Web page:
"Committed youth offenders not conditionally released shall undergo treatment in institutions of maximum security, medium security, or minimum security types, including training schools, hospitals, farms, forestry and other camps, and other agencies that will provide the essential varieties of treatment. . . . Insofar as practical, such institutions and agencies shall be used only for treatment of committed youth offenders, and such youth offenders shall be segregated from other offenders, and classes of committed youth offenders shall be segregated according to their needs for treatment." 18 U.S.C. § 5011.

 The New York statute contains no such provision and has been interpreted not to require confinement of young adults in institutions separate from adult convicts. Meltsner, supra. Moreover, plaintiffs claim, and defendants do not deny, that reformatory-sentenced inmates are in practice intermingled with adult offenders and non-reformatory sentenced young adult offenders. The complaint further alleges that reformatory-sentenced inmates are treated identically with other inmates and receive no treatment which can realistically be expected to promote their rehabilitation.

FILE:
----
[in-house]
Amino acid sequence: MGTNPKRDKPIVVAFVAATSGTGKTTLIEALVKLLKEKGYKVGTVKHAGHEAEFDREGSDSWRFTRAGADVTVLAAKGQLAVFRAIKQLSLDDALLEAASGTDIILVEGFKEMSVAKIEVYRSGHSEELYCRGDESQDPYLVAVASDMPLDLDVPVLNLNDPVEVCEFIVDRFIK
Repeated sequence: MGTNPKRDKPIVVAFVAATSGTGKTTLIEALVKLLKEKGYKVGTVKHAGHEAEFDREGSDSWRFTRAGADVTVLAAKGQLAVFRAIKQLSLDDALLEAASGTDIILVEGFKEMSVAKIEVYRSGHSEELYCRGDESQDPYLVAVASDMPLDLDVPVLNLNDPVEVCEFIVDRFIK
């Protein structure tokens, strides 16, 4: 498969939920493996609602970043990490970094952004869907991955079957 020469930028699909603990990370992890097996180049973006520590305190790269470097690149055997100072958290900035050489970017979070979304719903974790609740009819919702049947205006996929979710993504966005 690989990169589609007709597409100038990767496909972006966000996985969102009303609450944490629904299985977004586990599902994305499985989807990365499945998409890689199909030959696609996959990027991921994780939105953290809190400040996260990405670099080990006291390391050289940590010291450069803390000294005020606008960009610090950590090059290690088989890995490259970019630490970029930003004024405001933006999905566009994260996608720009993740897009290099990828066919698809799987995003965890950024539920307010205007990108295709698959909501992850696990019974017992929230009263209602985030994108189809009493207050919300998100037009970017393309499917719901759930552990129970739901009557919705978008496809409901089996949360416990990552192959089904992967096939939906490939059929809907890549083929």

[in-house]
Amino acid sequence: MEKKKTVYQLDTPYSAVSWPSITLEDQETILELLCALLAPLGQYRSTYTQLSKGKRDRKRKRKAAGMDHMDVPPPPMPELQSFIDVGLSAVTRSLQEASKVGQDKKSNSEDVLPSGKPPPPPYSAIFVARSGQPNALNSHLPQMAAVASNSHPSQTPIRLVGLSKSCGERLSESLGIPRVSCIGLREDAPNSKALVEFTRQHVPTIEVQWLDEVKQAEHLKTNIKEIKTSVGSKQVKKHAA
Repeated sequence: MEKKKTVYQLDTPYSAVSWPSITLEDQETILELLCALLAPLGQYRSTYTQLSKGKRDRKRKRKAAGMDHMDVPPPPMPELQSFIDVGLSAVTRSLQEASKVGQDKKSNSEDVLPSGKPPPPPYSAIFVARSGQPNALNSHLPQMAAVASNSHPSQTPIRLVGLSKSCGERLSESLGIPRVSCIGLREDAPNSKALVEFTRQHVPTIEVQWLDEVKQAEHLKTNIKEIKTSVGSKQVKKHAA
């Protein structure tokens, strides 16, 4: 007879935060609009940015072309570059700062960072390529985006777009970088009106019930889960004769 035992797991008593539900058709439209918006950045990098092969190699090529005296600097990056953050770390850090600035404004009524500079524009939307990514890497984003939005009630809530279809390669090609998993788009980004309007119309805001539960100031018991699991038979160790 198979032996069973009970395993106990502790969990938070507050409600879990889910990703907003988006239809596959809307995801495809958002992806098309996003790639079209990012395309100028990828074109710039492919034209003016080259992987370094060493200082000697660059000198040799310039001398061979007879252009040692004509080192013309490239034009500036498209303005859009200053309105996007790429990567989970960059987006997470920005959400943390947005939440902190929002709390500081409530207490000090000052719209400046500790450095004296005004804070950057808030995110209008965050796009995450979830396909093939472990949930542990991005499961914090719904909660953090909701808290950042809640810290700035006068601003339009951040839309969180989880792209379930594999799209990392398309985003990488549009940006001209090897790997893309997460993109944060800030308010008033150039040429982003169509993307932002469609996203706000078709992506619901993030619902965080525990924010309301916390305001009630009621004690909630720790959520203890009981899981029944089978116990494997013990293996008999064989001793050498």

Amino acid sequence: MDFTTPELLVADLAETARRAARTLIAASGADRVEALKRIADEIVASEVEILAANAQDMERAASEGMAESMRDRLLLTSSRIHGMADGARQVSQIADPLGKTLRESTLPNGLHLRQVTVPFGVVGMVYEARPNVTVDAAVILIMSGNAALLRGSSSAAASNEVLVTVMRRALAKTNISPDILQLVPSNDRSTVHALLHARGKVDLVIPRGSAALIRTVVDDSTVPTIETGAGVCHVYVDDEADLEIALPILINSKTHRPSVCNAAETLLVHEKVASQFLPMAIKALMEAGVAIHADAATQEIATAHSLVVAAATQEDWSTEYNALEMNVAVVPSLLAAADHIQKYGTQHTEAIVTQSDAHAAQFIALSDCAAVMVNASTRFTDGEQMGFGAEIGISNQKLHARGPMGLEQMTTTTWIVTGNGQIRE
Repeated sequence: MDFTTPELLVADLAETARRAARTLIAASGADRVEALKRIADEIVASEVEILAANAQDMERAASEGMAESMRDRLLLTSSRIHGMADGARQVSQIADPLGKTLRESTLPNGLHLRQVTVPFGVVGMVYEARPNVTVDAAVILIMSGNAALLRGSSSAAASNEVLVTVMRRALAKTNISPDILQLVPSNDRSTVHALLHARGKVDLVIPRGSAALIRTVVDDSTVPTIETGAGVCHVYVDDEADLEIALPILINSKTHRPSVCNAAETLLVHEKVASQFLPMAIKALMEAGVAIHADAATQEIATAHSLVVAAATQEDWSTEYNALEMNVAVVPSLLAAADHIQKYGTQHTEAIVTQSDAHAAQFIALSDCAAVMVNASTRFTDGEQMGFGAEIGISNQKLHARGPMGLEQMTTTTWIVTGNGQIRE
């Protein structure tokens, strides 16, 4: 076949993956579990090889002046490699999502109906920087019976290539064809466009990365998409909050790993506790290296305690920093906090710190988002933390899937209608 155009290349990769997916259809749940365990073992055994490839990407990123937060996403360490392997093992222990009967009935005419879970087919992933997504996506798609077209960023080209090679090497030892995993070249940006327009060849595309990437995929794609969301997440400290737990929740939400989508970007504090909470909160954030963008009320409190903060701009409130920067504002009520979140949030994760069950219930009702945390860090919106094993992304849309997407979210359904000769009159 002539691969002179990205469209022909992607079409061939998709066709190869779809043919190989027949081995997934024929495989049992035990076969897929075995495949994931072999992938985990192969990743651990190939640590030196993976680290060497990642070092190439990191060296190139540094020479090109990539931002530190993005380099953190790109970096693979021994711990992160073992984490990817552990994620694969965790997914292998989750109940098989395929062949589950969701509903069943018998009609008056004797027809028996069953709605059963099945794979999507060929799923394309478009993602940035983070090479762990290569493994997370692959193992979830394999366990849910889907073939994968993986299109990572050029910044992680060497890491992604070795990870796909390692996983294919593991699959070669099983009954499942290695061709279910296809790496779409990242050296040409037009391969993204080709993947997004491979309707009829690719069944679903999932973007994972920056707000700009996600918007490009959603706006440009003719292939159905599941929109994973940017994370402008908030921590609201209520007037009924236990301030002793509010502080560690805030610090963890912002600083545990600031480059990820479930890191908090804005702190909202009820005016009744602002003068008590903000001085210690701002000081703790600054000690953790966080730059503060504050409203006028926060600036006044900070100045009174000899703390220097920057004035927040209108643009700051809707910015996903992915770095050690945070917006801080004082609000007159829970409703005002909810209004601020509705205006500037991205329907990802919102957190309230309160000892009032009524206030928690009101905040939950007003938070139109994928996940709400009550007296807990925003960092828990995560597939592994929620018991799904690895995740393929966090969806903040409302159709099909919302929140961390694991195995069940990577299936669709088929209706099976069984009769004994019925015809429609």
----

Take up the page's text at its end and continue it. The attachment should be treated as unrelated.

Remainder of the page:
We do not now decide, or imply, that segregation or different treatment of reformatory sentenced inmates is constitutionally mandated. *fn6" However, there is no question that meaningful efforts at rehabilitation are required to justify imposition of a longer sentence for young adults than adults; "the basic theory . . . is rehabilitative and in a sense this rehabilitation may be regarded as the quid pro quo for a longer confinement but under different conditions and terms than a defendant would undergo in an ordinary prison." Carter v. United States, 113 U.S. App. D.C. 123, 306 F.2d 283, 285 (1962). The federal statute on its face requires treatment; the New York statute does not. This fact alone differentiates them and, following Goosby, requires submission of the latter to the three-judge court, despite cases upholding the former.